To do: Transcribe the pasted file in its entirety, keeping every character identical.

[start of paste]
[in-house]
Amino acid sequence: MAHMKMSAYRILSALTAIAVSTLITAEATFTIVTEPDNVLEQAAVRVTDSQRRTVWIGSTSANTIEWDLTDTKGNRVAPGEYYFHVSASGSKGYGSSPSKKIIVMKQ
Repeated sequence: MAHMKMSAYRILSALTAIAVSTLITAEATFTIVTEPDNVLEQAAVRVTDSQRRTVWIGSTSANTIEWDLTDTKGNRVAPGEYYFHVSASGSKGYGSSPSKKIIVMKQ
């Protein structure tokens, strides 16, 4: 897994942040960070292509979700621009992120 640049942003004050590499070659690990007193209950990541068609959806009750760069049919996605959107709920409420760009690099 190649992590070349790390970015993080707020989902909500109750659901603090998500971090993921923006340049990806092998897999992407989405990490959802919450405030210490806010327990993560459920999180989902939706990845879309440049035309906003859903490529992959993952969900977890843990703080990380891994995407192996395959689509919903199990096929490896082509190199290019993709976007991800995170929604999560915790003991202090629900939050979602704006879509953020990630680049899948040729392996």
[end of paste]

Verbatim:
[in-house]
Amino acid sequence: MAHMKMSAYRILSALTAIAVSTLITAEATFTIVTEPDNVLEQAAVRVTDSQRRTVWIGSTSANTIEWDLTDTKGNRVAPGEYYFHVSASGSKGYGSSPSKKIIVMKQ
Repeated sequence: MAHMKMSAYRILSALTAIAVSTLITAEATFTIVTEPDNVLEQAAVRVTDSQRRTVWIGSTSANTIEWDLTDTKGNRVAPGEYYFHVSASGSKGYGSSPSKKIIVMKQ
């Protein structure tokens, strides 16, 4: 897994942040960070292509979700621009992120 640049942003004050590499070659690990007193209950990541068609959806009750760069049919996605959107709920409420760009690099 190649992590070349790390970015993080707020989902909500109750659901603090998500971090993921923006340049990806092998897999992407989405990490959802919450405030210490806010327990993560459920999180989902939706990845879309440049035309906003859903490529992959993952969900977890843990703080990380891994995407192996395959689509919903199990096929490896082509190199290019993709976007991800995170929604999560915790003991202090629900939050979602704006879509953020990630680049899948040729392996």